Wine Aficionados

A place to share and learn about wines. Share what wines you like to help us all become more versed in our drinking and fine dining.

Location: lifestyle
Members: 69
Latest Activity: Mar 17

Discussion Forum

Sonoma wines are the BEST!

Started by EyeGuy. Last reply by hartlyn Apr 28, 2011. 7 Replies

My wife and I enjoy wine tasting, and maybe it's a consequence of starting late in life (that Mormon thing, you know), but we've concluded that right here in our beautiful California coast is where…Continue

French Mission: French Wine

Started by toto. Last reply by Heather C Apr 24, 2011. 5 Replies

So, yeah, I'm a French wine snob. Italian, too, but not so much as my love for the French. On Friday night I enjoyed a beautiful glass of Paul Jaboulet Cabernet Sauvignon. Soon, I'll be able to sip a…Continue

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Comment by merryblasphemer on February 26, 2011 at 12:42pm

looks like a life long endeaver. lol

I better check out the state liquor store, i guess that's the only place to buy wine in Utah?

Comment by Miguel on February 26, 2011 at 11:46am
I love Portuguese, French and Italian wines. Spanish wines are also great.
Comment by merryblasphemer on February 26, 2011 at 10:54am

Wow! Well that's a lot to think about! :) Great advice, thanks.

That "Stumbling Missionary" does sound pretty tasty Michelle. A wine tasting party sounds fun. :)

Comment by hartlyn on February 26, 2011 at 9:33am

Hi Mary: You'll have a better experience if you do a little homework. Wine is art and science, and so are pairings. Don't get your lessons from movies. Directors are going for what looks good visually, not what actually works for the situation.. The best way to ease yourself into wine is to try it with food first. You get a double benefit from this: first, you won't get sick, buzzy, or drunk (unless you decide to down the whole bottle) because the alcohol is much more slowly absorbed, second, wine and food were always meant to go together, so if you have a wine that's slightly oaky, yeasty or tannic, the food will lessen that effect.  I tell people their first drinks should never be on an empty stomach. As for pairings: you've heard red with red meat, white with white meat. It's a better idea to match your sauce. If you're having chicken with marinara or pomodoro with your pasta, drier Italian reds are better than a white-- we like sangiovese, salice salientio or primitivo. When we have turkey at Thanksgiving, we usually have a pinot noir with it instead of a fume blanc or chardonnay because turkey has a stronger flavor and stands up well to red wine. Cabs are only good with beef dishes, and even then, we've found out we like Spanish reds (grenache especially) better because they don't fight the food.  Steer clear of merlot unless you're willing to drop more than 20 bucks for a bottle.  Few of the less expensive merlots I've tried have impressed me.  Zinfandels and syrahs are pretty "forgiving" and go with red meat just fine.  If you live in Utah, you're limited as to choice and can't get the good stuff shipped to you either, but I can recommend some winery products available there:  American:  Simi, Rosenblum, Rodney Strong, some from Columbia Crest (especially any of their Two Vines varietals.  Ste. Chappelle is hit and miss for me.  Invest in some good glasses (yes, the glass does make a difference) and a decanter for your younger, drier reds so you can aerate them before serving. is a good resource for all things alcoholic. I receive their e-mail newsletters.  I hate that I can't take advantage of their sales because they can't ship to Utah, but there are wine blogs and all kinds of resources available at the site.  And remember:  "friends don't let friends drink white Zin."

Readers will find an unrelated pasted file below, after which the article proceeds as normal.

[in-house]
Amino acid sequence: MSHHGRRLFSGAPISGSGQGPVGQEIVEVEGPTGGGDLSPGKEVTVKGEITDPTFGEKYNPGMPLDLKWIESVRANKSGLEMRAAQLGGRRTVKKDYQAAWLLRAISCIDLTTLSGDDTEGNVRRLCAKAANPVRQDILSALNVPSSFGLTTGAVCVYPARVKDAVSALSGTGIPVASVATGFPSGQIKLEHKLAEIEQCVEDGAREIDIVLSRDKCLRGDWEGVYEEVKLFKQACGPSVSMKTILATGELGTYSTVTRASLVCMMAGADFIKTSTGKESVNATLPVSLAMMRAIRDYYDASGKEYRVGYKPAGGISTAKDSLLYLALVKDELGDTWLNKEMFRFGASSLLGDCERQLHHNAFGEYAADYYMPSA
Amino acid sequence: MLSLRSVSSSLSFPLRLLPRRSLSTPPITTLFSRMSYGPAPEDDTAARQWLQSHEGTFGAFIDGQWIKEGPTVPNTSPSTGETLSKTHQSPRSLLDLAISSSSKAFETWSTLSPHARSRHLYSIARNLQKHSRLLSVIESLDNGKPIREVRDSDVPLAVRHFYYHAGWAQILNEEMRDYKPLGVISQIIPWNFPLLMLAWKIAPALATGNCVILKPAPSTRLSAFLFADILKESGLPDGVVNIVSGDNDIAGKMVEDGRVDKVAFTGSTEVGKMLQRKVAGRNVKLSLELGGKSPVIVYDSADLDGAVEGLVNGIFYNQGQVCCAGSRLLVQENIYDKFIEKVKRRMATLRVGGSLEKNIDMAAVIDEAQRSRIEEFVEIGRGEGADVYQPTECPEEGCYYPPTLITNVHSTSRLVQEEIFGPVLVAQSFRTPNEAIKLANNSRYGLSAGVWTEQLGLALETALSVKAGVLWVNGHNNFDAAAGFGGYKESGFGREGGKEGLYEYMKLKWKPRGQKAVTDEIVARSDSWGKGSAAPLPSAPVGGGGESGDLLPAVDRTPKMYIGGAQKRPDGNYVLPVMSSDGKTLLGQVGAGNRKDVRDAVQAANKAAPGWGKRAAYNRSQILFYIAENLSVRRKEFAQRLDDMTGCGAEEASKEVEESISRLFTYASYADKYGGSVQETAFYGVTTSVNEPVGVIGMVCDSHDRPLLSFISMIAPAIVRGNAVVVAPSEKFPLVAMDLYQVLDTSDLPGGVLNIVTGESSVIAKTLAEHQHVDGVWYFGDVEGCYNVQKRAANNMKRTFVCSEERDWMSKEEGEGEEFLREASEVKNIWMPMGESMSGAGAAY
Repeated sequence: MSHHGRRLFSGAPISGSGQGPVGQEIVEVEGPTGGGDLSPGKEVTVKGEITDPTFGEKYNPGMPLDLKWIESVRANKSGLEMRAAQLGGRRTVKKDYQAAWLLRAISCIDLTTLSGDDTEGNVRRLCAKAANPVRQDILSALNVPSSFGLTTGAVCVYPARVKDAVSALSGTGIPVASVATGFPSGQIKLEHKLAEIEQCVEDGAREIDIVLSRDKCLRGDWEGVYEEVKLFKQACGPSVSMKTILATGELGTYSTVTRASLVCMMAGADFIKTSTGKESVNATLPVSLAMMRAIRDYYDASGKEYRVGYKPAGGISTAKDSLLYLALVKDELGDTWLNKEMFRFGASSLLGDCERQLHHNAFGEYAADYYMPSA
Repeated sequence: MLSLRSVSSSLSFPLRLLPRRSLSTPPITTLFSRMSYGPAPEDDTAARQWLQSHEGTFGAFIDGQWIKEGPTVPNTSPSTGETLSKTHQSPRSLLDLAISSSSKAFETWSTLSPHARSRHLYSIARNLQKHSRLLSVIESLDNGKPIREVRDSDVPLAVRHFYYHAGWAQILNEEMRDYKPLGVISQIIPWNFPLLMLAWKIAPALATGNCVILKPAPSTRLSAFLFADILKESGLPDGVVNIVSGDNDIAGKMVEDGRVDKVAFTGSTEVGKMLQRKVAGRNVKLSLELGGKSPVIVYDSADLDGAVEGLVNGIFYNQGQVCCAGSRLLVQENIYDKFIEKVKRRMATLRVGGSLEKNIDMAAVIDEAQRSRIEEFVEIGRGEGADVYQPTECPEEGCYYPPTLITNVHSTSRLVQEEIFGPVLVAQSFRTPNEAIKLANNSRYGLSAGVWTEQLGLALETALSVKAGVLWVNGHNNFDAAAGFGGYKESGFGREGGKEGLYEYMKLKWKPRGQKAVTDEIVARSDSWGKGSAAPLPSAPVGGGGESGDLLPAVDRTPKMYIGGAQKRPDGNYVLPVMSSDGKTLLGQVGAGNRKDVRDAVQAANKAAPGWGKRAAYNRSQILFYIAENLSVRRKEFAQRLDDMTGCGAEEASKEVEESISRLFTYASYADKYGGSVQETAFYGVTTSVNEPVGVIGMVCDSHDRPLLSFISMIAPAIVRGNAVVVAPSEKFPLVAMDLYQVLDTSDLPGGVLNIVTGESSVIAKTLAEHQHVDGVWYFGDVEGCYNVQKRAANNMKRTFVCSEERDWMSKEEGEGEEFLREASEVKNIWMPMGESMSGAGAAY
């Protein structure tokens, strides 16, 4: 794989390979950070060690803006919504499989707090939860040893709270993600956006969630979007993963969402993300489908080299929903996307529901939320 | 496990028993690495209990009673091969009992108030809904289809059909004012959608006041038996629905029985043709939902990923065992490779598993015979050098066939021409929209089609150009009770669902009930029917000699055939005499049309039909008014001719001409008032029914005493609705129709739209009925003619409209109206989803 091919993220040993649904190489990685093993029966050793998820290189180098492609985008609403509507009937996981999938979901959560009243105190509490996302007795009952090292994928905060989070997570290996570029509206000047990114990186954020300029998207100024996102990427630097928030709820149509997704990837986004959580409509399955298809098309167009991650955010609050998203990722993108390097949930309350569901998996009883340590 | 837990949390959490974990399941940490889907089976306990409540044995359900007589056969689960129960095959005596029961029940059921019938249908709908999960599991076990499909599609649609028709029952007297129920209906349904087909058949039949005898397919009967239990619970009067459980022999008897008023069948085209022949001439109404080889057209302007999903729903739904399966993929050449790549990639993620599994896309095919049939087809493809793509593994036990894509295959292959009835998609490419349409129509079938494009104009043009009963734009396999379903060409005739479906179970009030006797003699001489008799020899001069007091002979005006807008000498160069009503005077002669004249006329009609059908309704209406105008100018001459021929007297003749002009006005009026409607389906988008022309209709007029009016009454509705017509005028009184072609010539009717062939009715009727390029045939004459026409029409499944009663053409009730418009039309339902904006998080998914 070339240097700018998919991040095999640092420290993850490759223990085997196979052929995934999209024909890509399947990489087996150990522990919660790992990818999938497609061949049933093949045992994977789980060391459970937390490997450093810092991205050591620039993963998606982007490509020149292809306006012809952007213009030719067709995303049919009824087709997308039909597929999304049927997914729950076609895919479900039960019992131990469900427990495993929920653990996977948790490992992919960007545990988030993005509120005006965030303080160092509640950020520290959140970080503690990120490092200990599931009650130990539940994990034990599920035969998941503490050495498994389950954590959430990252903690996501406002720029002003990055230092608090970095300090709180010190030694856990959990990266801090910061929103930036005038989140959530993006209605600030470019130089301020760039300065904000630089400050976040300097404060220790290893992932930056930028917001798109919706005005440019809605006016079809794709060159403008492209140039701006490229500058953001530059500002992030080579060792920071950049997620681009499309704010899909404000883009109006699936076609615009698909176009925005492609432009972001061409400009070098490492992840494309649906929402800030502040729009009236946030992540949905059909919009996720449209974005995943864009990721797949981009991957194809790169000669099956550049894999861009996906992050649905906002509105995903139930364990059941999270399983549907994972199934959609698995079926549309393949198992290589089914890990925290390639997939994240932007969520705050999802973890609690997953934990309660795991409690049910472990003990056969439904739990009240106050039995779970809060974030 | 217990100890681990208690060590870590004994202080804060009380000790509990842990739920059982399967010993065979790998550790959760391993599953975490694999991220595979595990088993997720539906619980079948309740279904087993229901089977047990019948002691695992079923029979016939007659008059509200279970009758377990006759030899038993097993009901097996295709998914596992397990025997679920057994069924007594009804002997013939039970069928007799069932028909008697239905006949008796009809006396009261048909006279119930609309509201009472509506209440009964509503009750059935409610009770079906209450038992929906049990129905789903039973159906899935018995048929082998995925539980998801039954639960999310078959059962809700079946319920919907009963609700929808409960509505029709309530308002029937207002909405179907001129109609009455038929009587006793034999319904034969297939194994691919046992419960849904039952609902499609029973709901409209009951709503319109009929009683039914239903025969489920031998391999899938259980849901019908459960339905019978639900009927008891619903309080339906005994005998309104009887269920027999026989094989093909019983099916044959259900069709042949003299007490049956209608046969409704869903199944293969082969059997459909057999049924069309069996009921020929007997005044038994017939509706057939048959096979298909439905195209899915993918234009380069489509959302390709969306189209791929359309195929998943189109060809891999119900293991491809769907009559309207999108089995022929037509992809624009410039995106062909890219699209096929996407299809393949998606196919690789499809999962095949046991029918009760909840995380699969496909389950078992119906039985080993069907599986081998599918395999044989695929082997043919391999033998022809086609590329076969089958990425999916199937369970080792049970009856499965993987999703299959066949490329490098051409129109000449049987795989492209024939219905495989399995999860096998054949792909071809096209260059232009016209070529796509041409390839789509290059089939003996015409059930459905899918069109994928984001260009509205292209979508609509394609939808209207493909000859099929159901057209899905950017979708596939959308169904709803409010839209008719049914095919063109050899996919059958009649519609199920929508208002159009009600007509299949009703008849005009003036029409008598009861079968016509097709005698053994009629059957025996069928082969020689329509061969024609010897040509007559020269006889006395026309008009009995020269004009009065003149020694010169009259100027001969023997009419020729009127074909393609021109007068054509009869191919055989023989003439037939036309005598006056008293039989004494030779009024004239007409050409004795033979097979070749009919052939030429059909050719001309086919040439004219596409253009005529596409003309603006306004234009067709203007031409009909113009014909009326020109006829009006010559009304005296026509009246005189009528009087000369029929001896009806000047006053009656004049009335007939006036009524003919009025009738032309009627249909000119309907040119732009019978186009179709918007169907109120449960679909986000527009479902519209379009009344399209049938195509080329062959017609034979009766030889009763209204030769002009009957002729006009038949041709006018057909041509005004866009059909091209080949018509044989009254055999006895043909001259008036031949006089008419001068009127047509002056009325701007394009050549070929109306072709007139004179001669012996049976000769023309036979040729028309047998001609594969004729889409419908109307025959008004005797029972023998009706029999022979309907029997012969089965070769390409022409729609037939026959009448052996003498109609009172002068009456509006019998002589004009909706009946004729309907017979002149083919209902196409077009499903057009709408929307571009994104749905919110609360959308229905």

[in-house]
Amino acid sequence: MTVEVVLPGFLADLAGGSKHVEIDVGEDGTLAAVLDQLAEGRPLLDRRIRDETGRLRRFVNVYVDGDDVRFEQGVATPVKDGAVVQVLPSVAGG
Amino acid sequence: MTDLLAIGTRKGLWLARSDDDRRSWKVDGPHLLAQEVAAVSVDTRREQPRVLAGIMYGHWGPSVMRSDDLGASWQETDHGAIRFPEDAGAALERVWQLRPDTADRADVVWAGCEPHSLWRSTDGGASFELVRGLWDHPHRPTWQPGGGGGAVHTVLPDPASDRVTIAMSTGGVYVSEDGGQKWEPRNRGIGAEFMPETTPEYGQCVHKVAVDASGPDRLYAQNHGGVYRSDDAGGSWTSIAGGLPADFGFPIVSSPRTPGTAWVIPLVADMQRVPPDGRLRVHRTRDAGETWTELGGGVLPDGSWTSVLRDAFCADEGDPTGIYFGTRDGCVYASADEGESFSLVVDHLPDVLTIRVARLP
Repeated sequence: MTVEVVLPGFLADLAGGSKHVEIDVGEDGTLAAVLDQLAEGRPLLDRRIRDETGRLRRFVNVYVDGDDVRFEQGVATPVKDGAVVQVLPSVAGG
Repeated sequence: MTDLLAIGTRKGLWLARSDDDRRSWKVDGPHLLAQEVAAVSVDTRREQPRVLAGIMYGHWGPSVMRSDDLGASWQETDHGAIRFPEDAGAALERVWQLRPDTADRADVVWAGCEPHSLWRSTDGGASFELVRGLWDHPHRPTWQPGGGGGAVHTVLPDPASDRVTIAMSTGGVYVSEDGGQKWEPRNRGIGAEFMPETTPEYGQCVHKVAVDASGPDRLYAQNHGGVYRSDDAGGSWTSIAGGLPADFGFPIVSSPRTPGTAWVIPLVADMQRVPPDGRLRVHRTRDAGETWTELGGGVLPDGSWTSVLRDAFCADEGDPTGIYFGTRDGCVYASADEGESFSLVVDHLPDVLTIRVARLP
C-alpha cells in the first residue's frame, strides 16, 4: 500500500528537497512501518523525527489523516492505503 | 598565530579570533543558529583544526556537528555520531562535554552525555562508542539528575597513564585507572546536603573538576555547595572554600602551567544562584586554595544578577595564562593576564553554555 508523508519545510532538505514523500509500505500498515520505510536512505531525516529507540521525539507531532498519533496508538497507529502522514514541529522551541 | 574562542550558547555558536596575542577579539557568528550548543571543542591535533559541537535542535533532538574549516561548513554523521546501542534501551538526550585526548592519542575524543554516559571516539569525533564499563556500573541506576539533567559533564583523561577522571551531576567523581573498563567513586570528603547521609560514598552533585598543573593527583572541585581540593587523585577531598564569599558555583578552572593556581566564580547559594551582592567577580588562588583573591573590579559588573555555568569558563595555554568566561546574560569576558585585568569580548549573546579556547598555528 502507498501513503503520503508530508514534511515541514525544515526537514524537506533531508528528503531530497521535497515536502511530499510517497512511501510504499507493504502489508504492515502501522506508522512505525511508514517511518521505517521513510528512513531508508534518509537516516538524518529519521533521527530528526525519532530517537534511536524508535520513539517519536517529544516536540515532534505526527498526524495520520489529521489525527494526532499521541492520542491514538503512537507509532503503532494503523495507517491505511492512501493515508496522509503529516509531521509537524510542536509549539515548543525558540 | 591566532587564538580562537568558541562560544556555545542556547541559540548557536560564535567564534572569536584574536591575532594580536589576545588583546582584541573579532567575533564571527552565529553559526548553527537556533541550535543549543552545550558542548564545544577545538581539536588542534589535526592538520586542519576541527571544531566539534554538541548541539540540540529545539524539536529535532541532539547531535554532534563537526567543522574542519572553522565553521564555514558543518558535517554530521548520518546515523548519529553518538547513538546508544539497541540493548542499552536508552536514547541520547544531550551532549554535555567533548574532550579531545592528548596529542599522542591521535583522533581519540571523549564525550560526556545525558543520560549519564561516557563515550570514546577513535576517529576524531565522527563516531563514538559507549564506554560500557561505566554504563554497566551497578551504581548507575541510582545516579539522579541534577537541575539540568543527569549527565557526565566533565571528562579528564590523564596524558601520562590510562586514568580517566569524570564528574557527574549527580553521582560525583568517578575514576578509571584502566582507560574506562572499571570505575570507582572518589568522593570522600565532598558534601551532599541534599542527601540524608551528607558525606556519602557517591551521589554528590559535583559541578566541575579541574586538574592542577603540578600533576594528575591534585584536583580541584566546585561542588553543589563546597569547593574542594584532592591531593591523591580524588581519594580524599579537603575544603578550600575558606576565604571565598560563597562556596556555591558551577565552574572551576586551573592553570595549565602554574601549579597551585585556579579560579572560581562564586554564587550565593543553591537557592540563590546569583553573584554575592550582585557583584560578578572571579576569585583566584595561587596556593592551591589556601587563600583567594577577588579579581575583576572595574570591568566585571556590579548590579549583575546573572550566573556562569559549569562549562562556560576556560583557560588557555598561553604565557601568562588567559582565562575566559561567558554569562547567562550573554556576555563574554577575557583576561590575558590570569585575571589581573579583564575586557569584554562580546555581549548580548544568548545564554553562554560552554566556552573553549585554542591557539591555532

Comment by merryblasphemer on February 26, 2011 at 8:43am
I have almost NO experience with wine, or any other alcohol. But we are curious and will eventually sneak out of our comfort zone. Any suggestions for someone with very wimpy tastebuds? :)
Comment by EyeGuy on January 21, 2011 at 2:08pm
Welcome Beth!  I think your system is a good aware that your tastes will change as you drink more varieties. I also really like La Crema Chardonnay -- quite buttery and smooth.  Enjoy!
Comment by Beth P on January 21, 2011 at 1:51pm

I am not an "aficionado" by any means - but I keep a note on my cell phone where I write down names of wines I have tried and liked or want to try. Otherwise I forget :)

Being in Utah, or selection is limited, to say the least, compared with anywhere else - especially California!

some recent favs: Santa Margherita Pino Grigio (not sweet but not too dry either)

Sofia blanc de blancs - sparkling wine that's just a bit sweet (love this one)

La Crema Chardonnay

BV Coastal Estates Cabernet 

Comment by MikeUtah on November 6, 2010 at 1:30pm
We tried a Riesling last night (white wine). Loved it! Ste Chapelle brand, an Idaho vineyard.
Comment by Ozlamanite on October 7, 2010 at 7:38pm
@Kathy, I'm not much of a white wine person either, however, if you can find it in the U.S. I recommend Peter Lehmann Semillon
I've seen it in europe so perhaps you'll find it in your area as well ; ).
Comment by Kathy on October 7, 2010 at 12:51pm
I liked the Niagra semi sweet. Finally, a white wine I can enjoy!

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